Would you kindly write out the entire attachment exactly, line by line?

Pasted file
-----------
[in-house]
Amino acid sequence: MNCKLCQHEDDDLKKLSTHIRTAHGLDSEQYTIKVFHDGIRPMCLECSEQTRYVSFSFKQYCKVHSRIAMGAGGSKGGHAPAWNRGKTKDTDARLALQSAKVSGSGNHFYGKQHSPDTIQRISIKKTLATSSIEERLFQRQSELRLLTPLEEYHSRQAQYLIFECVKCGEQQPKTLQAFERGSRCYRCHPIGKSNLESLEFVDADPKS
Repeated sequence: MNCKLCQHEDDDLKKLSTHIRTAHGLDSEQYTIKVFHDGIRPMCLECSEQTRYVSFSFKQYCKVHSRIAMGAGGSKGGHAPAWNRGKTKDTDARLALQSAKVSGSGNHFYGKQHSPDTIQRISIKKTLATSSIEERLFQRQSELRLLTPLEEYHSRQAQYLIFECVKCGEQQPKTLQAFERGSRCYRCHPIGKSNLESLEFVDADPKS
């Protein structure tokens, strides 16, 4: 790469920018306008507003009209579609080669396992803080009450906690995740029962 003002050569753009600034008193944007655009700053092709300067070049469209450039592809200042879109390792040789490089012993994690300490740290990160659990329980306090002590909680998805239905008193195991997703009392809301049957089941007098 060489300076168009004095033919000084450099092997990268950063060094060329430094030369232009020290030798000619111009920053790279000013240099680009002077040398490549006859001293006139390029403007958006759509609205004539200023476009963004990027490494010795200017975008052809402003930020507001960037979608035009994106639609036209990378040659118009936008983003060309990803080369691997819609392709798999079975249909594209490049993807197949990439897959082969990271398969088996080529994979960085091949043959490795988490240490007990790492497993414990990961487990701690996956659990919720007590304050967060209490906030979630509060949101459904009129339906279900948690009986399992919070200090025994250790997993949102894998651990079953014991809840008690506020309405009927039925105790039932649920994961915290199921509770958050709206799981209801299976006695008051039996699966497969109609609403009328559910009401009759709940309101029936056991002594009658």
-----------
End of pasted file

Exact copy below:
[in-house]
Amino acid sequence: MNCKLCQHEDDDLKKLSTHIRTAHGLDSEQYTIKVFHDGIRPMCLECSEQTRYVSFSFKQYCKVHSRIAMGAGGSKGGHAPAWNRGKTKDTDARLALQSAKVSGSGNHFYGKQHSPDTIQRISIKKTLATSSIEERLFQRQSELRLLTPLEEYHSRQAQYLIFECVKCGEQQPKTLQAFERGSRCYRCHPIGKSNLESLEFVDADPKS
Repeated sequence: MNCKLCQHEDDDLKKLSTHIRTAHGLDSEQYTIKVFHDGIRPMCLECSEQTRYVSFSFKQYCKVHSRIAMGAGGSKGGHAPAWNRGKTKDTDARLALQSAKVSGSGNHFYGKQHSPDTIQRISIKKTLATSSIEERLFQRQSELRLLTPLEEYHSRQAQYLIFECVKCGEQQPKTLQAFERGSRCYRCHPIGKSNLESLEFVDADPKS
């Protein structure tokens, strides 16, 4: 790469920018306008507003009209579609080669396992803080009450906690995740029962 003002050569753009600034008193944007655009700053092709300067070049469209450039592809200042879109390792040789490089012993994690300490740290990160659990329980306090002590909680998805239905008193195991997703009392809301049957089941007098 060489300076168009004095033919000084450099092997990268950063060094060329430094030369232009020290030798000619111009920053790279000013240099680009002077040398490549006859001293006139390029403007958006759509609205004539200023476009963004990027490494010795200017975008052809402003930020507001960037979608035009994106639609036209990378040659118009936008983003060309990803080369691997819609392709798999079975249909594209490049993807197949990439897959082969990271398969088996080529994979960085091949043959490795988490240490007990790492497993414990990961487990701690996956659990919720007590304050967060209490906030979630509060949101459904009129339906279900948690009986399992919070200090025994250790997993949102894998651990079953014991809840008690506020309405009927039925105790039932649920994961915290199921509770958050709206799981209801299976006695008051039996699966497969109609609403009328559910009401009759709940309101029936056991002594009658």